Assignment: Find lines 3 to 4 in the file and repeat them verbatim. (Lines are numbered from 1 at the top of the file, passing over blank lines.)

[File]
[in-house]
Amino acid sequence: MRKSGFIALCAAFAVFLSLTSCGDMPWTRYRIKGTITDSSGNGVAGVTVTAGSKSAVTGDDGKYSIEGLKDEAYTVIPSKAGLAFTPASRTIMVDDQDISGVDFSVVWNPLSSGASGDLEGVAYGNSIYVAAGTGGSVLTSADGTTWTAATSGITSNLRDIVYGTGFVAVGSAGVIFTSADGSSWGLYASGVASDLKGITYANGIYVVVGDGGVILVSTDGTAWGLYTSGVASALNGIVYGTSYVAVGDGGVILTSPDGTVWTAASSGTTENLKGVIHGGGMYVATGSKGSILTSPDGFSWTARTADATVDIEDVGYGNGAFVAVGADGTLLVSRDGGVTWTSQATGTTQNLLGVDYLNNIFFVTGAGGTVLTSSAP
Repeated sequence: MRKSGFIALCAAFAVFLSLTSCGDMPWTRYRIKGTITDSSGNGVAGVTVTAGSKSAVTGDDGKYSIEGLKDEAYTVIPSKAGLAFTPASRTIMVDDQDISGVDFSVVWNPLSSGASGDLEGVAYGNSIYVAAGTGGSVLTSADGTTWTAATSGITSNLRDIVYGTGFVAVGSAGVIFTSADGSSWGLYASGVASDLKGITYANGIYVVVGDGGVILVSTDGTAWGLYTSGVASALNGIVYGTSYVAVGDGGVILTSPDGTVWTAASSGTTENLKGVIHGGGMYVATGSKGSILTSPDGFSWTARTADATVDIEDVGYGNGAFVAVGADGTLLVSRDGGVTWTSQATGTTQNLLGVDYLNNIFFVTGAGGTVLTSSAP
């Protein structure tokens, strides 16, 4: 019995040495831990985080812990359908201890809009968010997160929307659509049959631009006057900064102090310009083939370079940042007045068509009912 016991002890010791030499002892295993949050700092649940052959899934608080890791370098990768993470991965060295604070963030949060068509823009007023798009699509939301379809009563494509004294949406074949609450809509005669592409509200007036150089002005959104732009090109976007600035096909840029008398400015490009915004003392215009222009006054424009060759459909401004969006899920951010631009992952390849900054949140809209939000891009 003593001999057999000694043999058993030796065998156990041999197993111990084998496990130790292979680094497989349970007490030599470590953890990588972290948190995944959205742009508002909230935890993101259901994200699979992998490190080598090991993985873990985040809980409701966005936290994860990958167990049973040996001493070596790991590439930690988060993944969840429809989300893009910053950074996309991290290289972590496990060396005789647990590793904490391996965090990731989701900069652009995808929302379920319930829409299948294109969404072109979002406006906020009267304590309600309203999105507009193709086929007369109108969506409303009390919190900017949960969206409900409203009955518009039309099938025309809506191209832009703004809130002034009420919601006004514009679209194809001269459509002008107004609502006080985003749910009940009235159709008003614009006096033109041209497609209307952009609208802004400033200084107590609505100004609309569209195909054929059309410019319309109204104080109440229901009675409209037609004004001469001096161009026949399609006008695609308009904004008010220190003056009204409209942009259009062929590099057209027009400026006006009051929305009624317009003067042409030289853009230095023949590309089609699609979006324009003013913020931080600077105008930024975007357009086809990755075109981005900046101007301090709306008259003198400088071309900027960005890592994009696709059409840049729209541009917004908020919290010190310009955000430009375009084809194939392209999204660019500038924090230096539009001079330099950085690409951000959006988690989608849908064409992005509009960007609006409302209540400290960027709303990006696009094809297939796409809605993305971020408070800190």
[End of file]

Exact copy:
Repeated sequence: MRKSGFIALCAAFAVFLSLTSCGDMPWTRYRIKGTITDSSGNGVAGVTVTAGSKSAVTGDDGKYSIEGLKDEAYTVIPSKAGLAFTPASRTIMVDDQDISGVDFSVVWNPLSSGASGDLEGVAYGNSIYVAAGTGGSVLTSADGTTWTAATSGITSNLRDIVYGTGFVAVGSAGVIFTSADGSSWGLYASGVASDLKGITYANGIYVVVGDGGVILVSTDGTAWGLYTSGVASALNGIVYGTSYVAVGDGGVILTSPDGTVWTAASSGTTENLKGVIHGGGMYVATGSKGSILTSPDGFSWTARTADATVDIEDVGYGNGAFVAVGADGTLLVSRDGGVTWTSQATGTTQNLLGVDYLNNIFFVTGAGGTVLTSSAP
């Protein structure tokens, strides 16, 4: 019995040495831990985080812990359908201890809009968010997160929307659509049959631009006057900064102090310009083939370079940042007045068509009912 016991002890010791030499002892295993949050700092649940052959899934608080890791370098990768993470991965060295604070963030949060068509823009007023798009699509939301379809009563494509004294949406074949609450809509005669592409509200007036150089002005959104732009090109976007600035096909840029008398400015490009915004003392215009222009006054424009060759459909401004969006899920951010631009992952390849900054949140809209939000891009 003593001999057999000694043999058993030796065998156990041999197993111990084998496990130790292979680094497989349970007490030599470590953890990588972290948190995944959205742009508002909230935890993101259901994200699979992998490190080598090991993985873990985040809980409701966005936290994860990958167990049973040996001493070596790991590439930690988060993944969840429809989300893009910053950074996309991290290289972590496990060396005789647990590793904490391996965090990731989701900069652009995808929302379920319930829409299948294109969404072109979002406006906020009267304590309600309203999105507009193709086929007369109108969506409303009390919190900017949960969206409900409203009955518009039309099938025309809506191209832009703004809130002034009420919601006004514009679209194809001269459509002008107004609502006080985003749910009940009235159709008003614009006096033109041209497609209307952009609208802004400033200084107590609505100004609309569209195909054929059309410019319309109204104080109440229901009675409209037609004004001469001096161009026949399609006008695609308009904004008010220190003056009204409209942009259009062929590099057209027009400026006006009051929305009624317009003067042409030289853009230095023949590309089609699609979006324009003013913020931080600077105008930024975007357009086809990755075109981005900046101007301090709306008259003198400088071309900027960005890592994009696709059409840049729209541009917004908020919290010190310009955000430009375009084809194939392209999204660019500038924090230096539009001079330099950085690409951000959006988690989608849908064409992005509009960007609006409302209540400290960027709303990006696009094809297939796409809605993305971020408070800190």